On December 18, 2020, BIS added 77 entities to the Entity List, mostly but not exclusively from China, for actions contrary to U.S. foreign policy and national security. Chief among the added entities is SMIC, China’s largest semiconductor manufacturer, which was designated because of “evidence of activities between SMIC and entities of concern in the Chinese military industrial complex.” In a statement regarding SMIC’s designation, U.S. Commerce Secretary Wilbur Ross said, “We will not allow advanced U.S. technology to help build the military of an increasingly belligerent adversary. Between SMIC’s relationships of concern with the military industrial complex, China’s aggressive application of military civil fusion mandates and state-directed subsidies, SMIC perfectly illustrates the risks of China’s leverage of U.S. technology to support its military modernization,” and the “Entity List restrictions are a necessary measure to ensure that China, through its national champion SMIC, is not able to leverage U.S. technologies to enable indigenous advanced technology levels to support its destabilizing military activities.”
As a result of its addition to the Entity List, exports to SMIC and ten of its affiliates of all items, including goods, software, and technology, subject to U.S. jurisdiction will require a license. Items uniquely required for the production of semiconductors at ten nanometers or below will be subject to a presumption of denial policy; all other licenses will be assessed on a case-by-case basis.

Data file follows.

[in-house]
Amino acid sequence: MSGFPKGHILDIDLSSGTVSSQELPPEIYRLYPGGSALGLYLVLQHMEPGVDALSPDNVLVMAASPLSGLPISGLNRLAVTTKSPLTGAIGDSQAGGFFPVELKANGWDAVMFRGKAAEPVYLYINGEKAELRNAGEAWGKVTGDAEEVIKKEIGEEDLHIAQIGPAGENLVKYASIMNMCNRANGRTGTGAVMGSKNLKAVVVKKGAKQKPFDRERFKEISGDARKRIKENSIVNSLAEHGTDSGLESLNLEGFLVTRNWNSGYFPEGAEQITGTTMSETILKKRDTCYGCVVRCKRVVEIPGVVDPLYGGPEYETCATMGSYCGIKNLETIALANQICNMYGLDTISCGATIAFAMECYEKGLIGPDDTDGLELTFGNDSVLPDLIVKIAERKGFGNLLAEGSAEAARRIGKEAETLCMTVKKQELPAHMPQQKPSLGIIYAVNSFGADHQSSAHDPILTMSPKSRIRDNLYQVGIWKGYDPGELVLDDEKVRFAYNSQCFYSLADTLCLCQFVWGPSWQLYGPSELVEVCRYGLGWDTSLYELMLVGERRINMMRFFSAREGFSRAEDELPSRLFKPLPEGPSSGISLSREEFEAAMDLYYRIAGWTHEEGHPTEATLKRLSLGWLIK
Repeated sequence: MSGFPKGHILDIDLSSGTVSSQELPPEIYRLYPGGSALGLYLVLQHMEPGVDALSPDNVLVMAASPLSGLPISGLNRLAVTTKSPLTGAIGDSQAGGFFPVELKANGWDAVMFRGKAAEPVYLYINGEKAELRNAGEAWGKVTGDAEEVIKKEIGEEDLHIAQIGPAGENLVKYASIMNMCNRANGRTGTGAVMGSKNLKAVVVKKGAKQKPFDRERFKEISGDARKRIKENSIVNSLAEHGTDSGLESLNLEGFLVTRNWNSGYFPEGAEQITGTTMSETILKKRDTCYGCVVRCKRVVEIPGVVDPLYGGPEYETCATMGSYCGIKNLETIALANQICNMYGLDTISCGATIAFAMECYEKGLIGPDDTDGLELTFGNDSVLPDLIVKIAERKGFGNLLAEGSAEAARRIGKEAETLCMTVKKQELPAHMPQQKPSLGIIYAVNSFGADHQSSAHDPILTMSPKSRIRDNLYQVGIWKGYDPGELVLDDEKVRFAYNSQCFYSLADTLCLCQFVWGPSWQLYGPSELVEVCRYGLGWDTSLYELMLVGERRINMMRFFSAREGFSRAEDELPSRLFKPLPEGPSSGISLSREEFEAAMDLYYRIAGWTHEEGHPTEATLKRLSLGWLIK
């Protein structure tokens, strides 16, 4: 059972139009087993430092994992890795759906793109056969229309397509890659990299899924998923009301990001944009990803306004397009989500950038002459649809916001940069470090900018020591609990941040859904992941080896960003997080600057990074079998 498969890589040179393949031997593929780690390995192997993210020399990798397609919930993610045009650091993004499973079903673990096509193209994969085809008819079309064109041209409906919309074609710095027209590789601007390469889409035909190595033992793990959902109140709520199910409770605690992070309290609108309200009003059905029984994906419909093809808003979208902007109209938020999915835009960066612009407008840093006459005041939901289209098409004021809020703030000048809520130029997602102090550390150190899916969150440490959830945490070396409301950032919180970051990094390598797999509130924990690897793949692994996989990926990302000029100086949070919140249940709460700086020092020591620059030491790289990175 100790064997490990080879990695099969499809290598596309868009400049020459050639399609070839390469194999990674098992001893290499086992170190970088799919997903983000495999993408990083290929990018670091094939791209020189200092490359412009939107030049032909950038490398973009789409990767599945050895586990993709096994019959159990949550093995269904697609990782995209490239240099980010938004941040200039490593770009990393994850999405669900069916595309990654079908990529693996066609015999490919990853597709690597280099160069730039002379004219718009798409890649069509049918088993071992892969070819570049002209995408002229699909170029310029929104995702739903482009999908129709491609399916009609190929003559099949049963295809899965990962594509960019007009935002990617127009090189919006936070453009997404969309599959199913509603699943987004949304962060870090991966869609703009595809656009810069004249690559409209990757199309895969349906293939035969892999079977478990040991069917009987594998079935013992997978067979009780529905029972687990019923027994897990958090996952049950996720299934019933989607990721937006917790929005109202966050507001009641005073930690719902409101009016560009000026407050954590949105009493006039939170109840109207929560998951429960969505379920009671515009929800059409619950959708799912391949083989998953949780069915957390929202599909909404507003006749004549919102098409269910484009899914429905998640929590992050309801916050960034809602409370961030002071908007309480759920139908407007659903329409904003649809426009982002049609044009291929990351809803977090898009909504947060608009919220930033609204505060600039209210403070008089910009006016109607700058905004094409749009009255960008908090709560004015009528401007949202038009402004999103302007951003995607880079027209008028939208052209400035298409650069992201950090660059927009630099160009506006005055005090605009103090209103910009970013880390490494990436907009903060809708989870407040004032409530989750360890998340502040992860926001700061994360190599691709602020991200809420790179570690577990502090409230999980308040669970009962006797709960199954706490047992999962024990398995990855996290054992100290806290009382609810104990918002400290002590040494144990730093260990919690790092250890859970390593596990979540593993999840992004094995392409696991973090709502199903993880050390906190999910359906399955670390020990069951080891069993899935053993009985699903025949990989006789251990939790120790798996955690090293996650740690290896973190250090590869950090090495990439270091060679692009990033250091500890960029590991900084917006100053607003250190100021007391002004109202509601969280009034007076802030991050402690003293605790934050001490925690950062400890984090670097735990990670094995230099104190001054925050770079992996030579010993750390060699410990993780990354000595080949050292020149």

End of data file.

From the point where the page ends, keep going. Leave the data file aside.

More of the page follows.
In addition to SMIC and its affiliates, the Entity List additions include: (1) Chinese entities that “have enabled wide-scale human rights abuses within China through abusive genetic collection and analysis or high-technology surveillance; (2) entities involved in China’s efforts to assert unlawful maritime claims in the South China Sea; (3) entities involved in efforts to acquire U.S.-origin items in support of programs for China’s People’s Liberation Army; and (4) entities involved in stealing U.S. trade secrets.”
The Trump administration’s actions require U.S. utility providers to take stock of the source of their bulk power equipment both to ensure compliance with the prohibition order, but also in anticipation of potential regulations imposing further restrictions on the use of equipment sourced from China and other adversarial countries (e.g., Russia). The addition of SMIC and the other Chinese entities to the Entity List makes it critical for companies transacting business in China, particularly U.S. businesses in the semiconductor industry, to have strong measures in place to ensure compliance with these expanding U.S. export controls.
Over the next month, the Trump administration may continue to initiate further actions targeting China prior to the end of its term, and it remains to be seen whether the incoming Biden administration will continue the Trump administration’s hardline approach to China or chart a new course.